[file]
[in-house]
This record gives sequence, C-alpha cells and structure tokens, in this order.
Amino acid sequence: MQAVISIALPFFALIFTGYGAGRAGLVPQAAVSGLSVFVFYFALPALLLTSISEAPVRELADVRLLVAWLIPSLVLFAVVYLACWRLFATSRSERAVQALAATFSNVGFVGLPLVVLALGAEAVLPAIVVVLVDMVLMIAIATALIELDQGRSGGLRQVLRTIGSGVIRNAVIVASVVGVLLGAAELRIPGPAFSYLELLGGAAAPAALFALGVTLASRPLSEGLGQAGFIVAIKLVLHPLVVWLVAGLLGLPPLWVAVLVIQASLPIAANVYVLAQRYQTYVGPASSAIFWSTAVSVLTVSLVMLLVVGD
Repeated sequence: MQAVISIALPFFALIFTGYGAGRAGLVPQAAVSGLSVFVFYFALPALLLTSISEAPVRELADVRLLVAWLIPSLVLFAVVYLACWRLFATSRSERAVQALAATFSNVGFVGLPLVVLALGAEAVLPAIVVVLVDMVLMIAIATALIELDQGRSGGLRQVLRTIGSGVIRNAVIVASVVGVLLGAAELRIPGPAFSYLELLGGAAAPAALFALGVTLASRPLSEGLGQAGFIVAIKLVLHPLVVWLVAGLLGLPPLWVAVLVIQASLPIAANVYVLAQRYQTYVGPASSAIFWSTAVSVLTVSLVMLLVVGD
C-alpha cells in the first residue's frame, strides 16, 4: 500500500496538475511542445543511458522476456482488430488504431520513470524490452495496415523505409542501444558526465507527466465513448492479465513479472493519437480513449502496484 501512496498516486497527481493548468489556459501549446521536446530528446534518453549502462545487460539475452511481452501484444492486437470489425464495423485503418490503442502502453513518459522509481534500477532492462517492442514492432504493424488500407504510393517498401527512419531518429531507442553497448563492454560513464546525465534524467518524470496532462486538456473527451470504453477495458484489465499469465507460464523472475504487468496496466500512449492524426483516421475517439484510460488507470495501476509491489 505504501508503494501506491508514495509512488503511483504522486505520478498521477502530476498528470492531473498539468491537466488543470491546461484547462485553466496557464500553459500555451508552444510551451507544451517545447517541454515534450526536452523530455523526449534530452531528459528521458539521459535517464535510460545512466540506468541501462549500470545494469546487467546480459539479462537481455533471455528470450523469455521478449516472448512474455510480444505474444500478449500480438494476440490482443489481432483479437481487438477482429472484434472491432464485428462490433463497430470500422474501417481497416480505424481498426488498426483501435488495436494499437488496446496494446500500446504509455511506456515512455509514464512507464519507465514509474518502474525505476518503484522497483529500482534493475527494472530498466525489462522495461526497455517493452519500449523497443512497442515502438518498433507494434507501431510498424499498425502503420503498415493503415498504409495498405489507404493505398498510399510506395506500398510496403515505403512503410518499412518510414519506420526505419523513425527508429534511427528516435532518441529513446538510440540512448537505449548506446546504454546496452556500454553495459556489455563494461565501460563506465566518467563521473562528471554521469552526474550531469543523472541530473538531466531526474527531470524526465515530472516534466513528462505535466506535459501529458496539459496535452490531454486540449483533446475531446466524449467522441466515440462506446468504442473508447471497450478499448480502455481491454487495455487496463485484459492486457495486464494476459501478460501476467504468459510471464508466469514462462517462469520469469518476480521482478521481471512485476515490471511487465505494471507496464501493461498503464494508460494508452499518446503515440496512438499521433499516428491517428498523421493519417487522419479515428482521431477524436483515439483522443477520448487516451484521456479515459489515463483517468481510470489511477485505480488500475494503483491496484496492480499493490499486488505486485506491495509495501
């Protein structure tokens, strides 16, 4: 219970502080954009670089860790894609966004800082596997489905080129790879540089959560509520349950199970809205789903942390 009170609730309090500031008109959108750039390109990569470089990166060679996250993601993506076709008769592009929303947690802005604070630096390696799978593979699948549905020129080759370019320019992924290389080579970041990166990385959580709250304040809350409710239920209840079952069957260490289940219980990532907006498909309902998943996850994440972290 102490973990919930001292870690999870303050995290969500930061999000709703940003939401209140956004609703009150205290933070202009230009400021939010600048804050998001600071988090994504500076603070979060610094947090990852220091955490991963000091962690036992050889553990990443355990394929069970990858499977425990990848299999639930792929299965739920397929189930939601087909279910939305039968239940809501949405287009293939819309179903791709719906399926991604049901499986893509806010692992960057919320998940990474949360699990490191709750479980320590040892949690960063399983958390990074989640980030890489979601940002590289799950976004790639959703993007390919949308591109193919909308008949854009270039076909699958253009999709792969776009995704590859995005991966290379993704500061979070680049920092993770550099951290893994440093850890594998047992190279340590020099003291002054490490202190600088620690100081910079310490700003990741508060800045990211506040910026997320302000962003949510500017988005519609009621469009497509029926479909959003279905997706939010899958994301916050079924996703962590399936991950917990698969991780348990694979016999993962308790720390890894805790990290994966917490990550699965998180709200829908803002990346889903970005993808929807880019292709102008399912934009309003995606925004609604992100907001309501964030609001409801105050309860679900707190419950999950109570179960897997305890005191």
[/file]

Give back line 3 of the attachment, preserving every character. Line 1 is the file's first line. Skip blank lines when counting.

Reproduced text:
Amino acid sequence: MQAVISIALPFFALIFTGYGAGRAGLVPQAAVSGLSVFVFYFALPALLLTSISEAPVRELADVRLLVAWLIPSLVLFAVVYLACWRLFATSRSERAVQALAATFSNVGFVGLPLVVLALGAEAVLPAIVVVLVDMVLMIAIATALIELDQGRSGGLRQVLRTIGSGVIRNAVIVASVVGVLLGAAELRIPGPAFSYLELLGGAAAPAALFALGVTLASRPLSEGLGQAGFIVAIKLVLHPLVVWLVAGLLGLPPLWVAVLVIQASLPIAANVYVLAQRYQTYVGPASSAIFWSTAVSVLTVSLVMLLVVGD